Hampstead and Highgate Festival 2010 – Fauré Quartett

Mozart
Piano Quartet in G minor, K478
Mendelssohn
Piano Quartet in F minor, Op.2
Schumann
Piano Quartet in E flat, Op.47

Fauré Quartett [Erika Geldsetzer (violin), Sascha Frömbling (viola), Konstantin Heidrich (cello) & Dirk Mommertz (piano)]


Reviewed by: Peter Reed

Reviewed: 1 October, 2010
Venue: Dyne House, Highgate School, London

The revamped Hampstead & Highgate Festival now cleverly plugs the traditionally quiet, late-summer period in the capital’s music, and has done so this year with a programme inspired by Diaghilev and the Ballets Russes. This has coincided neatly with the V&A’s big autumn show, thus forging even stronger cultural links between the Royal Borough and the People’s Republic of Camden. The schedule, planned by the fine pianist Danny Diver, has spread its Diaghilev net impressively wide, but Driver has also found room for a few unrelated events, including this recital from the Fauré Quartett.

This members of this German ensemble, apparently the only professional piano quartet in that country, came together 15 years ago – they must have been very young – and have established a high reputation for themselves. Coincidentally, another of my all-time memorable chamber music experiences was also courtesy of the H&H festival, a stupendous Verklärte Nacht from the Nash Ensemble, and this concert was easily, and intensely, in that superlative league.

The calibre of the four musicians was clear from the outset. In the Mozart, Erika Geldsetzer produced an attractive ‘period’, non-vibrato sound for a work that has quite a few identity problems. Is it a chamber version of a piano concerto? Or is it a feisty sonata for violin or viola and piano? The Fauré Quartett’s fiery performance, with a particularly driven piano part from Dirk Mommertz, had the stature of this great, complex work at its fingertips, completely at ease with the drama of the first movement as with the veiled romance of the sublime Andante.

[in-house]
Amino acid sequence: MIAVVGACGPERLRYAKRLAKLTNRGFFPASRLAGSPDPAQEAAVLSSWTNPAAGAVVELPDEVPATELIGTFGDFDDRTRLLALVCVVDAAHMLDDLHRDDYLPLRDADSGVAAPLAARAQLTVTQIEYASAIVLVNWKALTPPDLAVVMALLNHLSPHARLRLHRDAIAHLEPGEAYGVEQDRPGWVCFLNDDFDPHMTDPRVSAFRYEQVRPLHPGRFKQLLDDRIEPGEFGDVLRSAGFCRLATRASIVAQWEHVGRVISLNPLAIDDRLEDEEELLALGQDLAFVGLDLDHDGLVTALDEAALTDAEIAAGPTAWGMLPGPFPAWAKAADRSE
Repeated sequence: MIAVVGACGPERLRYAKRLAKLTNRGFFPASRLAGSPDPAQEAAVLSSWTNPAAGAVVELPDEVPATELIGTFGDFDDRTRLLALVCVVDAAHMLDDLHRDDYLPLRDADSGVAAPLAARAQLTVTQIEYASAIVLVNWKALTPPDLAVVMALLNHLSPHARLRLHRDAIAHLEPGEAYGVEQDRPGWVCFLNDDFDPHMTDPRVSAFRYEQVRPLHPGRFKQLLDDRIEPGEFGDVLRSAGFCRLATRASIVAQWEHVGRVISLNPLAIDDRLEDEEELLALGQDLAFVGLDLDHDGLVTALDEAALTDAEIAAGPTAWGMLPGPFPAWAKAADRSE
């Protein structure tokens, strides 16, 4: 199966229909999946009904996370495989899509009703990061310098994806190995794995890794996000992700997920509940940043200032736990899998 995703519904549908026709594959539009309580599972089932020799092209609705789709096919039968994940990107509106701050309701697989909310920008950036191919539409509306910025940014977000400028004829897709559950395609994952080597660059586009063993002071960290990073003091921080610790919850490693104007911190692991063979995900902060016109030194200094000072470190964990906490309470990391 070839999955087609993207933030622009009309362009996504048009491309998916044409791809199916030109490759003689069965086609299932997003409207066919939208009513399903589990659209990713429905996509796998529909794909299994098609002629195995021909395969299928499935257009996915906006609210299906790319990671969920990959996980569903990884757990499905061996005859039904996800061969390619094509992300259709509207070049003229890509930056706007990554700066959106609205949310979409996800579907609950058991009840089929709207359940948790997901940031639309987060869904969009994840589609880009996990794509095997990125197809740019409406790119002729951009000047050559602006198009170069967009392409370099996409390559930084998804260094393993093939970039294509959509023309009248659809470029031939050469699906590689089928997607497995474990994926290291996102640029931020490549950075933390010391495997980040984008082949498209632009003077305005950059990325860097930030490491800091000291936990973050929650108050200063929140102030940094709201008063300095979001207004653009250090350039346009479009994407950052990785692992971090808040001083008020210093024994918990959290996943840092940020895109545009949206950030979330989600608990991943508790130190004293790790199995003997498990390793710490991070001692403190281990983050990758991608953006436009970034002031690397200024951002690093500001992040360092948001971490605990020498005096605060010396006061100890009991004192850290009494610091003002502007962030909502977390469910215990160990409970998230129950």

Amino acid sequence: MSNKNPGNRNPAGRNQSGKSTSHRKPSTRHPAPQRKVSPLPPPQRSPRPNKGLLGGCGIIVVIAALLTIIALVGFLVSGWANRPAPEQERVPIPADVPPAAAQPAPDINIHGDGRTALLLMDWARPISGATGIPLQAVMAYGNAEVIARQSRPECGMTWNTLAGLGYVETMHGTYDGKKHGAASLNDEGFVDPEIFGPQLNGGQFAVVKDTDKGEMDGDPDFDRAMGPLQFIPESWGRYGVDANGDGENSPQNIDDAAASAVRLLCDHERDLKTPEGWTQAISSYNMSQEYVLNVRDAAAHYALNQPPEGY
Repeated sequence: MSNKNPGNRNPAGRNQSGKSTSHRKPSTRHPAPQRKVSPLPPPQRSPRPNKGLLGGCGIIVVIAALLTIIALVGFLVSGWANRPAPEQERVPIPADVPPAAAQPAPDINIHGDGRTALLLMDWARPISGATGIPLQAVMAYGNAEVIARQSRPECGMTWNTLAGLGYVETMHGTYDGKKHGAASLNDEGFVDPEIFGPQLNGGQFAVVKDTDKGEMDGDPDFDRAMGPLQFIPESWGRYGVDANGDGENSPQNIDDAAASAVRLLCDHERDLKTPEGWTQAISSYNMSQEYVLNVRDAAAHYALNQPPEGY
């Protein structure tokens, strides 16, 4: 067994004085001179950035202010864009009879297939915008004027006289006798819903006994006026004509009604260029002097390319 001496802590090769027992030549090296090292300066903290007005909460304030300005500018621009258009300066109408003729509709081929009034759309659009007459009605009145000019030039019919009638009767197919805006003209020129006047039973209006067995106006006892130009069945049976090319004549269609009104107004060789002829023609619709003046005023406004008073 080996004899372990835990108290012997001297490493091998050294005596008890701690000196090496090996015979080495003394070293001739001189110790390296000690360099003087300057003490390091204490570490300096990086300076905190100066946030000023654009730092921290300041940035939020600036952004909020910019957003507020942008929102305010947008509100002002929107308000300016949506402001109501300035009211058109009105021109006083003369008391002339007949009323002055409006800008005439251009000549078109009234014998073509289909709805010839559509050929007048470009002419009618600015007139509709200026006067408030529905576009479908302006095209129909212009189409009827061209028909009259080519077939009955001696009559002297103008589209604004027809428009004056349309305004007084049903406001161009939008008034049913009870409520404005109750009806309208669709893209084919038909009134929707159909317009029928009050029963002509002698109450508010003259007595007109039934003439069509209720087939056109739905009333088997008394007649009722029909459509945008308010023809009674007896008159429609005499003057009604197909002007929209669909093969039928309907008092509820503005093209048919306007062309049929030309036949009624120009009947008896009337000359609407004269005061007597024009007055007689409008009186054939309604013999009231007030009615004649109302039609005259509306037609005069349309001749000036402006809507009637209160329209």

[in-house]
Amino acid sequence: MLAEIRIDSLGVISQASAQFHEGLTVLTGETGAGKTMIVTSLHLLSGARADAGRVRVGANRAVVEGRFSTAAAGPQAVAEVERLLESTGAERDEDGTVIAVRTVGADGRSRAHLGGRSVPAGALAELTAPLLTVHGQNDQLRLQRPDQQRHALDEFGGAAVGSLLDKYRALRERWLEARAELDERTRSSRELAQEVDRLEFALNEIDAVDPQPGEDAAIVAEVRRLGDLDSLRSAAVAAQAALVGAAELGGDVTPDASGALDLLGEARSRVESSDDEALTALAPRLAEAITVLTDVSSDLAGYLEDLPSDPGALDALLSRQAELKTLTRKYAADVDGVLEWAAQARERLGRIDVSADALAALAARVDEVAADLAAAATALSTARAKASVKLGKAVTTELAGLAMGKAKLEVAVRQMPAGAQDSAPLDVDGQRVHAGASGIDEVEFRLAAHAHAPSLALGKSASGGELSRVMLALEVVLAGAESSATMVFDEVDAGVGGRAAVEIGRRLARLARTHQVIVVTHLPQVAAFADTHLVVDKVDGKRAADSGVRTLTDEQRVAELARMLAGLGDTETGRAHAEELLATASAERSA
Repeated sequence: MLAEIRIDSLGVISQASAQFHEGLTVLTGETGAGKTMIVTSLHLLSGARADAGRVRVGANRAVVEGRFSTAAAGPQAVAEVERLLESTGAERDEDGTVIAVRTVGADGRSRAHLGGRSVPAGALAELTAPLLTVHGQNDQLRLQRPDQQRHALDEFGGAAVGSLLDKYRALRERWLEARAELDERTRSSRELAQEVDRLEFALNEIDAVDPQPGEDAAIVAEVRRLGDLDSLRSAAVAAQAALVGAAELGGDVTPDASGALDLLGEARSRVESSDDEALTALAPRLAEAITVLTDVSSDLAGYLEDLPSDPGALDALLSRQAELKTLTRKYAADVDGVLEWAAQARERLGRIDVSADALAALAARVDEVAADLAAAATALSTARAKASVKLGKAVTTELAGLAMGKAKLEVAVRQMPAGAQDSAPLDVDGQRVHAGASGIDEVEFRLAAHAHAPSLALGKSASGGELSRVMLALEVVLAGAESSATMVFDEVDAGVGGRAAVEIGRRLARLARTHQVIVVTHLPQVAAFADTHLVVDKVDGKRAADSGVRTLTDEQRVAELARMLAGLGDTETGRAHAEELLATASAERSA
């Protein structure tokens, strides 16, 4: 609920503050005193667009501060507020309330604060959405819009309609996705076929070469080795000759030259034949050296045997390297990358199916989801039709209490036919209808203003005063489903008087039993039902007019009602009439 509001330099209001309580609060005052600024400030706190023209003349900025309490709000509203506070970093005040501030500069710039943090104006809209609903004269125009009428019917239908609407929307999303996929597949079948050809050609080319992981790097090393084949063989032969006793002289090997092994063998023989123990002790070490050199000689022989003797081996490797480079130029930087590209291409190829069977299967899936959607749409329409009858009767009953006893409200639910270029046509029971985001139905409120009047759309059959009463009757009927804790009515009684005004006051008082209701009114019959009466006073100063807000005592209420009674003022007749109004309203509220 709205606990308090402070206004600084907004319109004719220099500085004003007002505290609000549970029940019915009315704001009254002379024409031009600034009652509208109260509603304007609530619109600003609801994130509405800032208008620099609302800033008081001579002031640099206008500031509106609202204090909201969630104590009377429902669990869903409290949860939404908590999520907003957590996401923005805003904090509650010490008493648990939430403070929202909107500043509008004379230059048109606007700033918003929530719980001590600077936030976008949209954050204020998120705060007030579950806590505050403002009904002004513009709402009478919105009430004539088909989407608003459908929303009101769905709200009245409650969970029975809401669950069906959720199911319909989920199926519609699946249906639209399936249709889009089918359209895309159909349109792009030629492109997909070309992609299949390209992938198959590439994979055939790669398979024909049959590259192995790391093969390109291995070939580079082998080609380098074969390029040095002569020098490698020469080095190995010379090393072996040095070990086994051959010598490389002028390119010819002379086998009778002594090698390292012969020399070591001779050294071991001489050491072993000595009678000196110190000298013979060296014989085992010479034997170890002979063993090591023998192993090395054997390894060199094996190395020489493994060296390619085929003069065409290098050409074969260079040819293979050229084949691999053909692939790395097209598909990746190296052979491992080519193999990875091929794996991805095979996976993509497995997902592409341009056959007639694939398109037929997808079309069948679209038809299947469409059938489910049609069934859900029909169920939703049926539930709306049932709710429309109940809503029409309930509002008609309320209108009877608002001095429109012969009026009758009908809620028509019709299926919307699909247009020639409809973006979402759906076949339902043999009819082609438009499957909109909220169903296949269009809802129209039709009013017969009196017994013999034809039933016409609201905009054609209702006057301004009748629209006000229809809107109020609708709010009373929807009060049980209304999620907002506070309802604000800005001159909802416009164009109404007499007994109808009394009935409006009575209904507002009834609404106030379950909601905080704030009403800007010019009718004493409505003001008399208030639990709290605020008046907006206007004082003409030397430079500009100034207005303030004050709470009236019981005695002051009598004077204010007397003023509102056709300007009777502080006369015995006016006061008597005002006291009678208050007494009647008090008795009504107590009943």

The Mendelssohn is one of those amazingly accomplished works written when the composer was a mere 14 years old, but it doesn’t have the layers of the Mozart. Again, Dirk Mommertz was very firmly in the driving seat, fulfilling a dazzlingly virtuosic role to which the strings largely play ‘second fiddle’. He whipped up a perfect storm of relentlessly glittering passagework with almost comical insouciance, and somehow managed to engineer a smile out of the more-relaxed finale. It’s not a work to warm to, not like the Octet written two years later, but the Fauré Quartett got as near as any group to persuading me otherwise.

No such persuasion was needed for their inspirational performance of the Schumann, which summoned up the elusive passion, exuberance and melancholy that makes the best of Schumann so intensely satisfying. Konstantin Heidrich’s melting cello ’song’ in the slow movement will linger for some time, and the performance as a whole was remarkable for its lovely warmth and breadth, and the players brought an intuitive ear to Schumann’s inimitable style of fantasy.

I’d heard about this group of musicians, but had not heard them before. Anyway, I now know what all the fuss is about, and it was well worth splashing through a dark and stormy night to start what I hope will be long relationship. The Fauré Quartett is scheduled to play no fewer than three times at the Wigmore Hall next year. Don’t miss!

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